Up until recently, Victoria Clayton and her boyfriend were under the impression that they were the only ones sharing their charming home in Cape May, New Jersey -- but boy were they wrong. Little did the couple realize that, just overhead in their attic's crawl space, a thriving colony of more than 30 thousand bees had turned their quite cottage into the center of a booming honey industry.
According to the Philadelphia Inquirer, Victoria first noticed a rise in the number of honeybees in her garden this season, and they seemed to all be carrying their pollen-hauls up to a vent in her attic. After taking a look upstairs, it soon became clear that the boarding bees were settling-in for an extended stay; their massive hive measured several feet across and was poised to inundated the house with honey.
Given the imperiled state of bee populations across the U.S. due to colony collapse disorder, which has wiped-out as much as 90 percent of the nation's wild honeybees, Victoria chose not to call an exterminator. Instead, she called a bee-rescuer.
Enter Gary G. Schempp, 57, of Cape May Court House, who is so intrigued by honeybees - just honeybees, not bumblebees, carpenter bees, yellow jackets, or wasps - that he sold his 30-year-old pest-control business five years ago to deal solely with them. Schempp founded Busy Bees NJ, a honeybee rescue enterprise that aids inundated home and business owners.
Schempp, who maintains a vast apiary on his Route 47 farm, uses his old exterminator skills to locate bees inside walls, floors, crawl spaces, and other places, and charges a minimum of $500 a day to remove and relocate them. Some jobs take days, depending on the level of infestation.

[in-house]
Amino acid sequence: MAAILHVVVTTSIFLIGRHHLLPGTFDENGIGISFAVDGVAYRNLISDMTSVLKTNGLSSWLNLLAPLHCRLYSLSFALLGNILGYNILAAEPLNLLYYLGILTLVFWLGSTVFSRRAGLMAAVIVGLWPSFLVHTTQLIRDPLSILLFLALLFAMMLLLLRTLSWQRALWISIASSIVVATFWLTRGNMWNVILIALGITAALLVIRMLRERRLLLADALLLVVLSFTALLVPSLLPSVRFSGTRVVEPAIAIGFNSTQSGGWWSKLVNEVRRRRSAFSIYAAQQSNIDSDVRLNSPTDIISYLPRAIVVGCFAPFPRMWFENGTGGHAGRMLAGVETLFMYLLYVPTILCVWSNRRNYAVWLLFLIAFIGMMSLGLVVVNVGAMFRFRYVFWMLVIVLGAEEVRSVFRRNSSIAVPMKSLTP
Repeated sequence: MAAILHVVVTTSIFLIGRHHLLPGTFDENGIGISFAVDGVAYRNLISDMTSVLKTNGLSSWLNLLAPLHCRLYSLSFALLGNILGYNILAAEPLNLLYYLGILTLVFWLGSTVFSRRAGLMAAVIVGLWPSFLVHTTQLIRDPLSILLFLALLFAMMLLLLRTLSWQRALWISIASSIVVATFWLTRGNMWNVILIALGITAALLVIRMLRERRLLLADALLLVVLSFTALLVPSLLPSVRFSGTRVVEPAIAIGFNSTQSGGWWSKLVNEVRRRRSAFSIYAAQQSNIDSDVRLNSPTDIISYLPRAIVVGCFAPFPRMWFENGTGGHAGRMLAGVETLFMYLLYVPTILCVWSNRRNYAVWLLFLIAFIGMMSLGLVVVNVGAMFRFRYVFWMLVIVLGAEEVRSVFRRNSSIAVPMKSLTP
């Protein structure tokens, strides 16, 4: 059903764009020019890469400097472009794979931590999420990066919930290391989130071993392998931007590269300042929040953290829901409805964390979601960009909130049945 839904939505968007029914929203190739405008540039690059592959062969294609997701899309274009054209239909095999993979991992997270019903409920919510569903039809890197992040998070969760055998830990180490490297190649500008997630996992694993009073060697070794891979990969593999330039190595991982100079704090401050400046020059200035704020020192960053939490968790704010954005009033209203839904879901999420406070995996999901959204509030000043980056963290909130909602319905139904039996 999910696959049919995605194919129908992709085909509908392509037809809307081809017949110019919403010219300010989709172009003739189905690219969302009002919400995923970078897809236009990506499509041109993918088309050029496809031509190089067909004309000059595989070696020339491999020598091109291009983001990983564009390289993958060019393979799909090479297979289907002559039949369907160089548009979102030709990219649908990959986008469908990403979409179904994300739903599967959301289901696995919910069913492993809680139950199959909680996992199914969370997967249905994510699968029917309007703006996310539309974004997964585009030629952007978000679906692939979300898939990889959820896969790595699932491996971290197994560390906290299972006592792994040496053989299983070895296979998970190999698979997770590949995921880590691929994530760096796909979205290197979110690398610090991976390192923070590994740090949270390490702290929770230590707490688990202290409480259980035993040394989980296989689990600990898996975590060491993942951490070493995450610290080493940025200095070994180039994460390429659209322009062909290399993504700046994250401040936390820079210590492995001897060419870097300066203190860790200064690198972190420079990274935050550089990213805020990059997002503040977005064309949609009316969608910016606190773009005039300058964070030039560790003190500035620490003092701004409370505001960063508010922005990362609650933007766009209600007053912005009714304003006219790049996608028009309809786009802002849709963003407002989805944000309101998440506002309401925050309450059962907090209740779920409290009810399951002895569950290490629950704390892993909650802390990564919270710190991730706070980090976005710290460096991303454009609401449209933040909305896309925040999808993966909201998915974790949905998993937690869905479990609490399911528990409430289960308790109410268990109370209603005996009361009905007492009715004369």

Using a specially-designed vacuum which feeds into mesh insect cages, Schempp gently collected tens of thousands of bees from the attic space, remarkably suffering just two stings in the process. But those little owies were nothing compared to what was in store had Victoria not acted:
"A comb this size and this active could have caused huge problems for this structure," says Schempp. "It would have continued to get bigger and bigger inside the walls."
While the problem of unwelcome bees is certainly nothing new for stinger-weary homeowners, it's refreshing to know that a humane solution may be catching on. After all, it makes little sense to exterminate a creature which plays such a crucial role in our daily life by keeping our agricultural systems healthy and sustainable -- even if they're building a small bee-city in your attic.
Fortunately, Victoria's bees now have a new home on Schempp's farm where they can buzz around in peace.